It's Midnight; the first of September. Arsenal fans all over the world are...doing what they would normally be doing, without a thought to the significance of the time. They aren't worrying about deadline day transfers, since none had to be made.
The summer was okay.
RVP had an underwhelming European Championship, and came back to London early, somewhat on a low. With a bit less self-esteem than he had in May, Van Persie extended his contract through 2016.
Marouane Chamakh, a complete flop, went to Montpellier. Andrey Arshavin went to Zenit. Sebastian Squilacci, the forgotten man, went to a newly-promoted La Liga side. Benayoun is gone, as are Bendtner and Vela.
Joel Campbell went on loan to a mid-table EPL side, while the Denilson problem was pushed under the rug as his loan at Sao Paulo was extended. The usual number of reserve players went out on loan as well (including Bartley, Wellington and Afobe).
Two players were signed: Lukas Podolski and Olivier Giroud.
Ryo Miyaichi returned to the club, as did Pedro Botelho, who got his work permit after a decent season in La Liga. Ignasi Miquel, now rather bulkier than he was last year, was promoted to the first team.
Many Arsenal fans found the summer to be rather skimpy.
No midfield signing was made, despite extensive M'Vila rumours. Gooners clamoured that there was a hole in the squad. Also, the internal solution at left back was met with skepticism. Not to mention, the acquisition of two forwards was rather peculiar.
Their projected roles were rather ambiguous: Podolski, a versatile player, was projected to play on the left wing and provide striking cover for Van Persie. However, Giroud, a pure forward, seemed far too good to be a third choice striker.
But on the first of September, Arsenal fans are feeling good about the club. Two matches have been played in the league thus far, and Arsenal have won both. The summer now seems like a huge success.
You see, Arsène Wenger, a man with a reputation for intelligence, had a grand scheme worked out all along.
With two well-timed summer signings, Wenger successfully (and surprisingly) made the switch to 4-4-2, or, more specifically, 4-2-2-1-1. The idea in itself wasn't a big surprise, as many had speculated about such a change, but few had believed that it would actually happen.
This is the current state of Arsenal:
Wojciech Szczęsny and Lukasz Fabianski are Arsenal's first-team goalkeepers. Due to injury, Fabianski did not move in the summer.
In defense, we have Bacary Sagna (who is still recovering from a leg break and should be back in a couple of weeks), Carl Jenkinson, Per Mertesacker, Laurent Koscielny, Thomas Vermaelen, Johan Djourou (who never ended moving), Ignasi Miquel, Kieran Gibbs, André Santos and Pedro Botelho. Song and Coquelin can also cover.
The defense has conceded, but not more than once per game. Arsenal fans are slightly worried about the right back position, but not too much, as Jenkinson has been about solid.
In midfield, we have never-dependable Abou Diaby, golden boy Jack Wilshere, Mikel Arteta, Aaron Ramsey, Tomáš Rosický, Alex Song, Francis Coquelin and Emmanuel Frimpong.
There are many options for the midfield two.
The idea is to have one midfielder cover while the other goes further forward. Sometimes both are capable of interchanging roles, chiefly when a combination of Song, Arteta, Wilshere or Coquelin partner each other.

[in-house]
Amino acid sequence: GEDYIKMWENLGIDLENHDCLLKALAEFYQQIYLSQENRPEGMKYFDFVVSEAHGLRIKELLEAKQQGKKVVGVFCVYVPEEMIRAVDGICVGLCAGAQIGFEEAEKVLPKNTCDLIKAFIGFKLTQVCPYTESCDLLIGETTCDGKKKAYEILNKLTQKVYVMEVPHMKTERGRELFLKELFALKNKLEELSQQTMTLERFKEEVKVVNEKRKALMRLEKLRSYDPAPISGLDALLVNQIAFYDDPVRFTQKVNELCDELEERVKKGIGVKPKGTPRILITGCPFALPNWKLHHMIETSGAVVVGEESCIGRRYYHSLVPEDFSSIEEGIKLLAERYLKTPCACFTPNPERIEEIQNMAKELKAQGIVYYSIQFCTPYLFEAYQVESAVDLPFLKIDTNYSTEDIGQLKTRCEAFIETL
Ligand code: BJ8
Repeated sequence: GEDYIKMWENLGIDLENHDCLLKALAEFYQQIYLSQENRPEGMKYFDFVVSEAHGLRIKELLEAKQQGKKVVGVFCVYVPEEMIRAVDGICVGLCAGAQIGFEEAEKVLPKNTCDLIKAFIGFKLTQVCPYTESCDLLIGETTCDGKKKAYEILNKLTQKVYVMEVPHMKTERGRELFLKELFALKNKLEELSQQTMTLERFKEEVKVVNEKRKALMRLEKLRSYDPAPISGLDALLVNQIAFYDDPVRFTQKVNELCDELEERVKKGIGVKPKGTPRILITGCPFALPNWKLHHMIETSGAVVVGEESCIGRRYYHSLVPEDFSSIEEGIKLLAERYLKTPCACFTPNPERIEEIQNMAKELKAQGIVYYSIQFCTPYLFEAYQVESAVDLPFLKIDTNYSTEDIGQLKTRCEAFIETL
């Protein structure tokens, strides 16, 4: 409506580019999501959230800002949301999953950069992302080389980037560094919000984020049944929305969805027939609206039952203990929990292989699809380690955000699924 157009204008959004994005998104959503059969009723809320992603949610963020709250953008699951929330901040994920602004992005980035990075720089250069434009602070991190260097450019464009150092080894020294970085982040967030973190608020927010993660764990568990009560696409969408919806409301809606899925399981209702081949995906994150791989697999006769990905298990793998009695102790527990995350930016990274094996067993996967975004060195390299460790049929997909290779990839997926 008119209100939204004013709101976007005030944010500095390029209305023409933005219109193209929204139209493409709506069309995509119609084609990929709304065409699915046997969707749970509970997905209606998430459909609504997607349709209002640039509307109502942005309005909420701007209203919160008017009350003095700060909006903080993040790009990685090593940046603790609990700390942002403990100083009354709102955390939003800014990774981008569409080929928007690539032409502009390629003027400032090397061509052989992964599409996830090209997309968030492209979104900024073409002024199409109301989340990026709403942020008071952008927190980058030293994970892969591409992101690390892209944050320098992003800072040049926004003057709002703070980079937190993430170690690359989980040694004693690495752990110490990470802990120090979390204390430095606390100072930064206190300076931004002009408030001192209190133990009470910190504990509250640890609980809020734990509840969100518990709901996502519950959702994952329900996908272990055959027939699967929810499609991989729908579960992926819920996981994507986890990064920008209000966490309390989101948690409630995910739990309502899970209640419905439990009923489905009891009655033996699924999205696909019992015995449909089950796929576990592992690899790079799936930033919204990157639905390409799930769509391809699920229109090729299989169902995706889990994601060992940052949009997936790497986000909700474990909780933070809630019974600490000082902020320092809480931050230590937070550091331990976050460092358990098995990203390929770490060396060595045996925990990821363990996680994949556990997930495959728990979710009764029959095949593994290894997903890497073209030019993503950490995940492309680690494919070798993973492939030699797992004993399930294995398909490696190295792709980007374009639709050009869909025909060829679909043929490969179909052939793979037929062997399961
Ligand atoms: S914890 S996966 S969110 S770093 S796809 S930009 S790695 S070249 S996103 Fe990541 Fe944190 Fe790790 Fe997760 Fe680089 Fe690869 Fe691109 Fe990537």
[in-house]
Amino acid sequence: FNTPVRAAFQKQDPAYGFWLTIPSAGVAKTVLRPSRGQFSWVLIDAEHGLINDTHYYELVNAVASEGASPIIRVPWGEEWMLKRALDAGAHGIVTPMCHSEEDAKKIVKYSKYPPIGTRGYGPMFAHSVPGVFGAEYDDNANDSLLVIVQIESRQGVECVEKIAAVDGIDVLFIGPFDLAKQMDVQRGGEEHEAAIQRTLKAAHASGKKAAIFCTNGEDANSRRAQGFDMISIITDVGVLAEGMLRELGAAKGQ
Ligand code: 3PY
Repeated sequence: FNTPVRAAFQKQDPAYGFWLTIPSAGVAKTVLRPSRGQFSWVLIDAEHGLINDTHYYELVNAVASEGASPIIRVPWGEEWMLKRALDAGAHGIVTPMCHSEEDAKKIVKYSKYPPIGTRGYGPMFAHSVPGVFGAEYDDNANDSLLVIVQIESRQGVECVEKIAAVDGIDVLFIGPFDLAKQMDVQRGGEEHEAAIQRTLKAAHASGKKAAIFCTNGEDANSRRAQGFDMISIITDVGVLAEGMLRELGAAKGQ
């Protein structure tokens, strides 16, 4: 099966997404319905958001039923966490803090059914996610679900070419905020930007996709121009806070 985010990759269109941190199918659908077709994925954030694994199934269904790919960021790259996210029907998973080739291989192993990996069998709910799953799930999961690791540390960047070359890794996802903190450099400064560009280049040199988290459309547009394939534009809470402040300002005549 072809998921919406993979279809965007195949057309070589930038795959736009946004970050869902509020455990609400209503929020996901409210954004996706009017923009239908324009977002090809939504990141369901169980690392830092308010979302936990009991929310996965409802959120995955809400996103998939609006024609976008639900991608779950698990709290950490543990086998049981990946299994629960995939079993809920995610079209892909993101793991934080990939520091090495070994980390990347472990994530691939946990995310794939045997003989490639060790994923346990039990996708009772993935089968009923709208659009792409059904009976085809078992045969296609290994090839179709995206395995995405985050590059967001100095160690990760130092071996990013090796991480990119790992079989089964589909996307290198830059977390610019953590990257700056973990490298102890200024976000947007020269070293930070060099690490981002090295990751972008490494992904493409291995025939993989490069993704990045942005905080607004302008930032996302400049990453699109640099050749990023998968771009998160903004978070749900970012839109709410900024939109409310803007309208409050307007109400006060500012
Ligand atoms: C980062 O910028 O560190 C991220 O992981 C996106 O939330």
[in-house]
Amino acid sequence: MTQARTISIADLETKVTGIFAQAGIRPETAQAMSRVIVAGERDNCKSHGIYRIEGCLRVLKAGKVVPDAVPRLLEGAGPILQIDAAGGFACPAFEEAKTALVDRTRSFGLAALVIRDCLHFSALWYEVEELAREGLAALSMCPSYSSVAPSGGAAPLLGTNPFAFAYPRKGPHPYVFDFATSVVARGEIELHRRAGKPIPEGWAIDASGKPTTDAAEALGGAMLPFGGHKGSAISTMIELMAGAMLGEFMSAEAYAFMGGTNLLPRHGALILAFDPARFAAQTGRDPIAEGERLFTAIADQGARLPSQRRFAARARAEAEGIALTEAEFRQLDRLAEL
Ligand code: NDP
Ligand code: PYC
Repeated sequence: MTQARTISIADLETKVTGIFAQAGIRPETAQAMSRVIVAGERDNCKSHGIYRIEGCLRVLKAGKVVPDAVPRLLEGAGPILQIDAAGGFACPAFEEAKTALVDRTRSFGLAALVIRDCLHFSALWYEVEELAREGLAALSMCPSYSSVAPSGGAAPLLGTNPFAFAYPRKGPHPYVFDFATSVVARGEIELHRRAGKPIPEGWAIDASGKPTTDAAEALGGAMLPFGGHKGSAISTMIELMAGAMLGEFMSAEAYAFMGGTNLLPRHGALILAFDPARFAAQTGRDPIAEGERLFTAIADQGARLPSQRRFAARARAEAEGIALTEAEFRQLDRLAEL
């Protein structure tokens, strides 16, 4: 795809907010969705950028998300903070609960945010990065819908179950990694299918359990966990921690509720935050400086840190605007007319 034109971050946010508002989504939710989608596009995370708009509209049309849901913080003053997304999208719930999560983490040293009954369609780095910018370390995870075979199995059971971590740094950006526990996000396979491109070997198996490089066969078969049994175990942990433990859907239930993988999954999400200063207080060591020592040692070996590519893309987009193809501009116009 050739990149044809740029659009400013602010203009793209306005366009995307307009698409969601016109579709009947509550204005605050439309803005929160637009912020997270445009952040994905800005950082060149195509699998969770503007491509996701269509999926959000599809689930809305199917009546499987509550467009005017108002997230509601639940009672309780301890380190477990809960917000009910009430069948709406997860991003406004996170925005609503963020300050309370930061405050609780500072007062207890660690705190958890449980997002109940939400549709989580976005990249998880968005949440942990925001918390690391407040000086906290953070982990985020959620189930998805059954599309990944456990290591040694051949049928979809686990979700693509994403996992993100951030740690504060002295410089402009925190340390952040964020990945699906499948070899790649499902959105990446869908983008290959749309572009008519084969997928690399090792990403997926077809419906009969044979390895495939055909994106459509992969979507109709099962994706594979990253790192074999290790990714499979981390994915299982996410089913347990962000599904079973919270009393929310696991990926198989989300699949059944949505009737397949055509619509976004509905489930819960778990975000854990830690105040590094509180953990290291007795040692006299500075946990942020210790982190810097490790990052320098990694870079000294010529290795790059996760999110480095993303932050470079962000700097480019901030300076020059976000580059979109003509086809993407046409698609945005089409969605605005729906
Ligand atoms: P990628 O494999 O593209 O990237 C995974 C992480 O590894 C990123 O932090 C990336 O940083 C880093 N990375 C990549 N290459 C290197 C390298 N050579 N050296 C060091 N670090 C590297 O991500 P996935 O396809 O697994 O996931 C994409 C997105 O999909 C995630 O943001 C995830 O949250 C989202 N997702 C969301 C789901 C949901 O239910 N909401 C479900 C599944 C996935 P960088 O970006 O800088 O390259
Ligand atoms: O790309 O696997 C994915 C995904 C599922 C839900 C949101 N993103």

With eight players for two slots, the Arsenal midfield is fine. Song started both matches, coming off for Le Coq in the first. Arteta started the first, coming off for Ramsey, while Wilshere started the second and was substituted for Diaby.
Form has been good.
Our wingers are Theo Walcott, Alex Oxlade-Chamberlain, Gervinho and Ryo Miyaichi.
Walcott is the only one of the four who isn't adept at playing on both wings. The Ox and Walcott have started both matches, and both have scored. Gervinho came on for Walcott in the first game.
Lastly, but most importantly, Arsène Wenger's summer masterstroke: the forwards.
There's club captain Robin Van Persie, Lukas Podolski, Olivier Giroud and (he's still here!) Park Chu Young.
Harking back the the time of the Invincibles, Arsenal now play with a centre forward and a second striker.
All four strikers are capable of playing both roles, creating a seamless rotation. Arsenal can now play Van Persie with Giroud to cope with more physical sides like Stoke, or play Podolski against a slower side. There is a wealth of options (though Park still isn't really one of them).
In the event of injury, there is still ample cover. Arsenal can even switch to one striker if need be.
Van Persie started the first match. Podolski started the first match as well, but came off for Giroud, who scored. Van Persie partnered Giroud in the second match. Though Podolski looks rather fatigued, the forwards seem to be in form, with RVP flourishing in his deeper, more creative role.
Arsenal fans are very optimistic, and the writers who had questioned the Giroud signing now look rather foolish. The Gunners are certainly looking likely to compete for trophies.
That's my projection for the start of the season.
On the face of it, it looks like I'm way too optimistic, and probably rather naïve. However, based on how things are right now, this also happens to be the cheapest possible outcome for the summer.
Wenger spends a mere £23 million, and makes a potential £27 million. The boss is known to be very frugal, and will do everything that he can to make a £23 million summer cut it. This is why I believe in this projection. The man will not spend, and he just may not need to.
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